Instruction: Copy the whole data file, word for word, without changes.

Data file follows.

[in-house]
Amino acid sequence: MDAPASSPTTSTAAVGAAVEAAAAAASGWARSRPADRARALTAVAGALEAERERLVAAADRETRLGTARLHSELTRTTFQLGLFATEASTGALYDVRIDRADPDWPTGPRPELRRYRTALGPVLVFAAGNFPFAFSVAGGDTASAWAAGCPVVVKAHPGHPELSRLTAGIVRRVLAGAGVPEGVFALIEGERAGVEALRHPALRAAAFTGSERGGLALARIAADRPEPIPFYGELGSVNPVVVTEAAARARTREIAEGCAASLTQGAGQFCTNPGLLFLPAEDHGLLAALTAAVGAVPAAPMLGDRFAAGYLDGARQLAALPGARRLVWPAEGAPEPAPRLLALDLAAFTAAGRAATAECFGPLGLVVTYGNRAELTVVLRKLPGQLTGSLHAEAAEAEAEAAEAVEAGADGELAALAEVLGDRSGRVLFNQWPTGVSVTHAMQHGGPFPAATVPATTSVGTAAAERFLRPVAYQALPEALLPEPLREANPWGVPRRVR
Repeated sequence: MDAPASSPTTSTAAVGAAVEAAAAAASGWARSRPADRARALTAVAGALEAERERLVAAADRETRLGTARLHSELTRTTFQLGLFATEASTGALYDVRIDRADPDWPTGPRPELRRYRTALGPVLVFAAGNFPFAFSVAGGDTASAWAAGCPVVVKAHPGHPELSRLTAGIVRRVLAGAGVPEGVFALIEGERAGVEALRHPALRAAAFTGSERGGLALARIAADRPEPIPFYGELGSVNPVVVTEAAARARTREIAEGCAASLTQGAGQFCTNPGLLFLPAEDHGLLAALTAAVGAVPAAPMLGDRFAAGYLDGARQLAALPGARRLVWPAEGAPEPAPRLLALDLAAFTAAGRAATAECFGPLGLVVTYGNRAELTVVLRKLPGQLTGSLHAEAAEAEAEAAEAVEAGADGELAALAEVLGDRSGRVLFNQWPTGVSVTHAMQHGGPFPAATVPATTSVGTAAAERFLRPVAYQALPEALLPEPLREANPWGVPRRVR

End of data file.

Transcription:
[in-house]
Amino acid sequence: MDAPASSPTTSTAAVGAAVEAAAAAASGWARSRPADRARALTAVAGALEAERERLVAAADRETRLGTARLHSELTRTTFQLGLFATEASTGALYDVRIDRADPDWPTGPRPELRRYRTALGPVLVFAAGNFPFAFSVAGGDTASAWAAGCPVVVKAHPGHPELSRLTAGIVRRVLAGAGVPEGVFALIEGERAGVEALRHPALRAAAFTGSERGGLALARIAADRPEPIPFYGELGSVNPVVVTEAAARARTREIAEGCAASLTQGAGQFCTNPGLLFLPAEDHGLLAALTAAVGAVPAAPMLGDRFAAGYLDGARQLAALPGARRLVWPAEGAPEPAPRLLALDLAAFTAAGRAATAECFGPLGLVVTYGNRAELTVVLRKLPGQLTGSLHAEAAEAEAEAAEAVEAGADGELAALAEVLGDRSGRVLFNQWPTGVSVTHAMQHGGPFPAATVPATTSVGTAAAERFLRPVAYQALPEALLPEPLREANPWGVPRRVR
Repeated sequence: MDAPASSPTTSTAAVGAAVEAAAAAASGWARSRPADRARALTAVAGALEAERERLVAAADRETRLGTARLHSELTRTTFQLGLFATEASTGALYDVRIDRADPDWPTGPRPELRRYRTALGPVLVFAAGNFPFAFSVAGGDTASAWAAGCPVVVKAHPGHPELSRLTAGIVRRVLAGAGVPEGVFALIEGERAGVEALRHPALRAAAFTGSERGGLALARIAADRPEPIPFYGELGSVNPVVVTEAAARARTREIAEGCAASLTQGAGQFCTNPGLLFLPAEDHGLLAALTAAVGAVPAAPMLGDRFAAGYLDGARQLAALPGARRLVWPAEGAPEPAPRLLALDLAAFTAAGRAATAECFGPLGLVVTYGNRAELTVVLRKLPGQLTGSLHAEAAEAEAEAAEAVEAGADGELAALAEVLGDRSGRVLFNQWPTGVSVTHAMQHGGPFPAATVPATTSVGTAAAERFLRPVAYQALPEALLPEPLREANPWGVPRRVR